It's not completely unrelated to its primary task. This activity can add value to the road. And their primary task is not to build a road, but the revenue that they can earn from selling the road or collecting toll on that road.

              • (Score: 1) by khallow on Tuesday March 28 2017, @05:51PM

                by khallow (3766) Subscriber Badge on Tuesday March 28 2017, @05:51PM (#485341) Journal
                I didn't write the original post that kicked off this flamefest. I even posted my own rebuttal [soylentnews.org] to that.

                A private business might care more, but that doesn't mean they won't do multiple diggings. The real problem with this scheme is that it's top down. Someone decides that adding conduit to every road is valuable and they just do it without any consideration for whether it adds value in the situation or not.

    • (Score: 2) by sjames on Monday March 27 2017, @09:09PM (2 children)

      by sjames (2882) on Monday March 27 2017, @09:09PM (#484877) Journal

      Except that it isn't. Bell dug up my entire neighborhood in the '90s to replace the cable they laid in the '70s. They did not use conduit either time. Even though switching from copper to fiber was all over the tech news at the time, they just ripped out the old copper and buried new copper.

      • (Score: 0) by Anonymous Coward on Monday March 27 2017, @10:49PM (1 child)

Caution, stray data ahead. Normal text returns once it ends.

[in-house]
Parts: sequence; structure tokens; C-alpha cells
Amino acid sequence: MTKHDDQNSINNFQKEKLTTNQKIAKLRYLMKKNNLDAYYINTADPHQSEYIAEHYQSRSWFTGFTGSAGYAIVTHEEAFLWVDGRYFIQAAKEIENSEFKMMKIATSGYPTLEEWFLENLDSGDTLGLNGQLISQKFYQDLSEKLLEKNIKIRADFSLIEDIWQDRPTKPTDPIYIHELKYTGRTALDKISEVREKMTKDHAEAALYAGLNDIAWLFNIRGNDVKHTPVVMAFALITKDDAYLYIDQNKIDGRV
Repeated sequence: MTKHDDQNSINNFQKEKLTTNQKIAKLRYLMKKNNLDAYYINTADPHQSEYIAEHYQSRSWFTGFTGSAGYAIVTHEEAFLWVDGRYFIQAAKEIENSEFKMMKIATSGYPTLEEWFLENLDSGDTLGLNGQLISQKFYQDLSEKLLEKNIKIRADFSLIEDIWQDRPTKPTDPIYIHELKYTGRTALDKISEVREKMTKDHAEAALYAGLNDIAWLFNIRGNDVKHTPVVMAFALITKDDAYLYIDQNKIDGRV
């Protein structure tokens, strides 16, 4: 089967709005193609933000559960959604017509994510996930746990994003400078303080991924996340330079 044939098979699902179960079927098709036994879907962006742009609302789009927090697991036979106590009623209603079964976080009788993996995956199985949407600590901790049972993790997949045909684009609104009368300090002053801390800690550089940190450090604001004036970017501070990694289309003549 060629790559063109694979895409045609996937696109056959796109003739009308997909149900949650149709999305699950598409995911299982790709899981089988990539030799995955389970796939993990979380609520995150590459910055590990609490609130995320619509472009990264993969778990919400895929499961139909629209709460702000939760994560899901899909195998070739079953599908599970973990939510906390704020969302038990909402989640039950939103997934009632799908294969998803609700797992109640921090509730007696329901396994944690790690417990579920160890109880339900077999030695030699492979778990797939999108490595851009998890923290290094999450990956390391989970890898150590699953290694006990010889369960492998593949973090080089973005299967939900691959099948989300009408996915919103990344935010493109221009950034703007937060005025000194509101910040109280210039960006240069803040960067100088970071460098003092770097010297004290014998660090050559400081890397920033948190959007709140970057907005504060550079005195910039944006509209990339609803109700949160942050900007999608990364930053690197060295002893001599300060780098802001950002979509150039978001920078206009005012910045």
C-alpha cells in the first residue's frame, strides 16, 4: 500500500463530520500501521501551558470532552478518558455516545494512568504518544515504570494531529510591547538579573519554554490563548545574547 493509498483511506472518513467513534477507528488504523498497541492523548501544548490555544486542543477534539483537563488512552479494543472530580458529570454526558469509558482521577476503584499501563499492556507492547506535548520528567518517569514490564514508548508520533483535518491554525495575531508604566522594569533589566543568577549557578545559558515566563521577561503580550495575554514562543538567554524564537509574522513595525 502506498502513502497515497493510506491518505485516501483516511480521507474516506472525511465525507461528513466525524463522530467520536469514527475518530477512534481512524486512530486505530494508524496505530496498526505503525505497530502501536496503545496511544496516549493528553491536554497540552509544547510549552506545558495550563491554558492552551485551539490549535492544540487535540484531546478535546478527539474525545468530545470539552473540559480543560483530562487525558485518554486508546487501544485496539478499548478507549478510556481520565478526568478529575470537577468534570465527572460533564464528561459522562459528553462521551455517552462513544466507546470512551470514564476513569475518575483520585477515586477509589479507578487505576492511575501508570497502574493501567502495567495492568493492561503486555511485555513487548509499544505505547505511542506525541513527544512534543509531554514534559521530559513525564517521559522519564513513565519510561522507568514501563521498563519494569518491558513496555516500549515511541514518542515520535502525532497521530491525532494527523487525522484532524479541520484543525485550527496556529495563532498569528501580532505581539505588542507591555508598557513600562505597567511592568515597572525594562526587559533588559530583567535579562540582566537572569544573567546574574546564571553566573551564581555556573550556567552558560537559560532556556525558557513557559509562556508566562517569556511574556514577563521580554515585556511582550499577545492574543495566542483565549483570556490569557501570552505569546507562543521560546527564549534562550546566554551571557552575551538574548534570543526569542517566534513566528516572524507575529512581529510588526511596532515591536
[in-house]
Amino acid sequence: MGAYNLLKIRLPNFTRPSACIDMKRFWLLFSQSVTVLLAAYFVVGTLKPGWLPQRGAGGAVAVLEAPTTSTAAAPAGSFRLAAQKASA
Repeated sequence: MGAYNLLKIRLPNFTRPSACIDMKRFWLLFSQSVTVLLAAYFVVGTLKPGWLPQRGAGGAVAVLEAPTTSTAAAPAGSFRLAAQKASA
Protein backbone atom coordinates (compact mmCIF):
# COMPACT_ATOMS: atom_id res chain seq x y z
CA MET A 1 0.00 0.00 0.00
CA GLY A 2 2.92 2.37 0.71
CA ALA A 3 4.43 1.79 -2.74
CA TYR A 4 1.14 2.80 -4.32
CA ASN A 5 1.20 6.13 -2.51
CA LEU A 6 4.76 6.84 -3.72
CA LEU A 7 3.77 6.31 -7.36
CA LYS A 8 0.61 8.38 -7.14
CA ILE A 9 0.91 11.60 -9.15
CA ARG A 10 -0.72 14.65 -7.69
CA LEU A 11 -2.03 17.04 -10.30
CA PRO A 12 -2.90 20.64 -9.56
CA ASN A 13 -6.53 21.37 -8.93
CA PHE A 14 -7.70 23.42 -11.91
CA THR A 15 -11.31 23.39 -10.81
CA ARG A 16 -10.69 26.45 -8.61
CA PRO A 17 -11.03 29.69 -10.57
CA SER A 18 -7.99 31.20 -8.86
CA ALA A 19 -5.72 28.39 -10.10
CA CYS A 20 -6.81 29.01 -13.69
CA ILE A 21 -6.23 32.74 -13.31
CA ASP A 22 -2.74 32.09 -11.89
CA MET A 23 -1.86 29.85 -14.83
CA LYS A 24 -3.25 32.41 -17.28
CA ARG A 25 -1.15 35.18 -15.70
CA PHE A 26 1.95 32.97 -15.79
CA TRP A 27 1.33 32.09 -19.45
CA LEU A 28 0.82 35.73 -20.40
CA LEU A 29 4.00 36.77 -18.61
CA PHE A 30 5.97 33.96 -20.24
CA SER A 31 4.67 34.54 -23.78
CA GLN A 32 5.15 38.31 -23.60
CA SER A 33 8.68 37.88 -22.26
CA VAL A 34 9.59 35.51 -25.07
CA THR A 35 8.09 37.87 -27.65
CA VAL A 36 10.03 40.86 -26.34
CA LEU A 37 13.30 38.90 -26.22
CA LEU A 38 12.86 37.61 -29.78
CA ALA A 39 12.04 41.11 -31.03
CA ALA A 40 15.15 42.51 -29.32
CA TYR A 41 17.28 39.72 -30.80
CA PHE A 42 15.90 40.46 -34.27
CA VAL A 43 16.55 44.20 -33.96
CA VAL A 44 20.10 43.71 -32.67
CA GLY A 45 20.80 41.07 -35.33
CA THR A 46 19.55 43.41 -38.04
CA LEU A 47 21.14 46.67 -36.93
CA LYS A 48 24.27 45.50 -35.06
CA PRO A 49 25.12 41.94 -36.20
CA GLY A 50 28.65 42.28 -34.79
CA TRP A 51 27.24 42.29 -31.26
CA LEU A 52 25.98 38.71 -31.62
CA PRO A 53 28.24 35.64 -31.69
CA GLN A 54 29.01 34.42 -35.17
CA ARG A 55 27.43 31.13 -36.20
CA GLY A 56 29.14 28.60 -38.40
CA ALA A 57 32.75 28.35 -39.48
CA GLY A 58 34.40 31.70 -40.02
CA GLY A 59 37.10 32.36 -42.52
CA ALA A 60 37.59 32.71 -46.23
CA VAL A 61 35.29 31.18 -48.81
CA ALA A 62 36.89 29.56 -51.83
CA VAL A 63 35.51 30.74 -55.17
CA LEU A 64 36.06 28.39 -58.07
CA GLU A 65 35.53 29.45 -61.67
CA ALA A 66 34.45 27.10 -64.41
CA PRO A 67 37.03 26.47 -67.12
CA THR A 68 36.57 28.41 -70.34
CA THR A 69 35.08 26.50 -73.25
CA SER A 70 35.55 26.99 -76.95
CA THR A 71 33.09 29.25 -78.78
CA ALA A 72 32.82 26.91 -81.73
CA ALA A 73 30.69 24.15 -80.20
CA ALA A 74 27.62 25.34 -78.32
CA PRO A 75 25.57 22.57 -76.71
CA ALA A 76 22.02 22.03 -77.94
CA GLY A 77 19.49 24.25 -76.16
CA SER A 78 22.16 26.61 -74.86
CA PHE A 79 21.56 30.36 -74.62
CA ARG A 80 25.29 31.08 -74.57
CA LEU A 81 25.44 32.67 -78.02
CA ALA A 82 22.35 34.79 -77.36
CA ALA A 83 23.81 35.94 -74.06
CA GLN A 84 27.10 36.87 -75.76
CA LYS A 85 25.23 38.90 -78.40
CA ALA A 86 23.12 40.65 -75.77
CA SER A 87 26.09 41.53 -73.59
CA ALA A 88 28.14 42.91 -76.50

by Anonymous Coward on Monday March 27 2017, @10:49PM (#484924)

        The telecom industry was built on government-granted monopolies, including essentially guaranteed income. So, that's not really a good example.

        • (Score: 2) by sjames on Tuesday March 28 2017, @01:16AM

          by sjames (2882) on Tuesday March 28 2017, @01:16AM (#484982) Journal

          It's not a bad example since they have to spend their own money and they get to make a profit.

          But if you're interested in a much closer example, how many turnpikes have empty conduit under them?

    • (Score: 1) by khallow on Monday March 27 2017, @11:07PM (1 child)

      by khallow (3766) Subscriber Badge on Monday March 27 2017, @11:07PM (#484933) Journal

      Only a government, which declares its income by decree, doesn't care that it squanders resources digging multiple times.

      A private business might care more, but that doesn't mean they won't do multiple diggings. The real problem with this scheme is that it's top down. Someone decides that adding conduit to every road is valuable and they just do it without any consideration for whether it adds value in the situation or not.